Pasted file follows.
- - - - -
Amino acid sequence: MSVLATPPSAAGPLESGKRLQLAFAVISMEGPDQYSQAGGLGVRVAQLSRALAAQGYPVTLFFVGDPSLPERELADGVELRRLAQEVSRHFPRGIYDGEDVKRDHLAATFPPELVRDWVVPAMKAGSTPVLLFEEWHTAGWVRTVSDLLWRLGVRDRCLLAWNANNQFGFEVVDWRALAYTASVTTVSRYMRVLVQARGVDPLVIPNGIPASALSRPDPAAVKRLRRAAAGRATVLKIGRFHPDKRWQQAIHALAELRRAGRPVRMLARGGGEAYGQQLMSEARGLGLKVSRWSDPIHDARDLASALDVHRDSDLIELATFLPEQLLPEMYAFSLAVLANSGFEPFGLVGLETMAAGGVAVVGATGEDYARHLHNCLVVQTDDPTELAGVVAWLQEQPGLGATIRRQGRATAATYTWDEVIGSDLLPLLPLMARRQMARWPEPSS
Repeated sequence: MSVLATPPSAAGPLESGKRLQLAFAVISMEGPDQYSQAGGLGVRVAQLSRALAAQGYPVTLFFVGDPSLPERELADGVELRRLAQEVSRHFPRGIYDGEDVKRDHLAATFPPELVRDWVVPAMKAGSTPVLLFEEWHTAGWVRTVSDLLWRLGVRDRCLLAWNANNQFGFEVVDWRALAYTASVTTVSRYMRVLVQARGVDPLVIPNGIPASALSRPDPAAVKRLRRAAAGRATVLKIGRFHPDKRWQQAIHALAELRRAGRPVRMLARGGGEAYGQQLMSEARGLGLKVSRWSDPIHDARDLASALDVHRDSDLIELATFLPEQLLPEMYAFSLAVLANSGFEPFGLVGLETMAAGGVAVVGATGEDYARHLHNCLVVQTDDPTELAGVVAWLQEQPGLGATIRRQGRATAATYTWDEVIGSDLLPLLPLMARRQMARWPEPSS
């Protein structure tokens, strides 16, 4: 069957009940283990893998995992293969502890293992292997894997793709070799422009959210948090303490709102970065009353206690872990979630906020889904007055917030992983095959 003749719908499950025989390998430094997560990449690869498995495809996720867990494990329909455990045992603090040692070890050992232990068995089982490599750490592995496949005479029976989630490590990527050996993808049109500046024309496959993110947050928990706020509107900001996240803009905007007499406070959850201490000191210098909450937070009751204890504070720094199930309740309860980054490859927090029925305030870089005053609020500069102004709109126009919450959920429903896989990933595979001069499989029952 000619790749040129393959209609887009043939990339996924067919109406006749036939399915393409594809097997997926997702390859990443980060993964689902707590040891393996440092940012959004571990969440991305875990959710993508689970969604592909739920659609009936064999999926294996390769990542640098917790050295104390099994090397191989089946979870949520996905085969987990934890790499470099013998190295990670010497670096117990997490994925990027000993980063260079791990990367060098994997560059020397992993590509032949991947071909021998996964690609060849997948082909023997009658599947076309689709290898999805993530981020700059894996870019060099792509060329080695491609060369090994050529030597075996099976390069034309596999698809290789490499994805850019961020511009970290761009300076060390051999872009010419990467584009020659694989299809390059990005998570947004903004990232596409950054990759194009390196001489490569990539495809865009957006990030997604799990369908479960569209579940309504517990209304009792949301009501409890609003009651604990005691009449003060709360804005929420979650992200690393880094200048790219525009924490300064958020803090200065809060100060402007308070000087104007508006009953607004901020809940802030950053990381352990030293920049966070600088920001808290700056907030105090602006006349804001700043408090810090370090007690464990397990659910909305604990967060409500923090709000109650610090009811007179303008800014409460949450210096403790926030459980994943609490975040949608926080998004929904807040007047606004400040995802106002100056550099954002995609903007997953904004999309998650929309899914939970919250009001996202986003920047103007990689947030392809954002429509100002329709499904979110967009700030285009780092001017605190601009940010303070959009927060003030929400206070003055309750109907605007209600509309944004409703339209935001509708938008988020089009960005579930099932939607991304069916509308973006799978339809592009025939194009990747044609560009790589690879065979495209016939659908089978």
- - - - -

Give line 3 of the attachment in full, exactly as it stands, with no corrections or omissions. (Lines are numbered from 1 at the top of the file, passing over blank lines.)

């Protein structure tokens, strides 16, 4: 069957009940283990893998995992293969502890293992292997894997793709070799422009959210948090303490709102970065009353206690872990979630906020889904007055917030992983095959 003749719908499950025989390998430094997560990449690869498995495809996720867990494990329909455990045992603090040692070890050992232990068995089982490599750490592995496949005479029976989630490590990527050996993808049109500046024309496959993110947050928990706020509107900001996240803009905007007499406070959850201490000191210098909450937070009751204890504070720094199930309740309860980054490859927090029925305030870089005053609020500069102004709109126009919450959920429903896989990933595979001069499989029952 000619790749040129393959209609887009043939990339996924067919109406006749036939399915393409594809097997997926997702390859990443980060993964689902707590040891393996440092940012959004571990969440991305875990959710993508689970969604592909739920659609009936064999999926294996390769990542640098917790050295104390099994090397191989089946979870949520996905085969987990934890790499470099013998190295990670010497670096117990997490994925990027000993980063260079791990990367060098994997560059020397992993590509032949991947071909021998996964690609060849997948082909023997009658599947076309689709290898999805993530981020700059894996870019060099792509060329080695491609060369090994050529030597075996099976390069034309596999698809290789490499994805850019961020511009970290761009300076060390051999872009010419990467584009020659694989299809390059990005998570947004903004990232596409950054990759194009390196001489490569990539495809865009957006990030997604799990369908479960569209579940309504517990209304009792949301009501409890609003009651604990005691009449003060709360804005929420979650992200690393880094200048790219525009924490300064958020803090200065809060100060402007308070000087104007508006009953607004901020809940802030950053990381352990030293920049966070600088920001808290700056907030105090602006006349804001700043408090810090370090007690464990397990659910909305604990967060409500923090709000109650610090009811007179303008800014409460949450210096403790926030459980994943609490975040949608926080998004929904807040007047606004400040995802106002100056550099954002995609903007997953904004999309998650929309899914939970919250009001996202986003920047103007990689947030392809954002429509100002329709499904979110967009700030285009780092001017605190601009940010303070959009927060003030929400206070003055309750109907605007209600509309944004409703339209935001509708938008988020089009960005579930099932939607991304069916509308973006799978339809592009025939194009990747044609560009790589690879065979495209016939659908089978």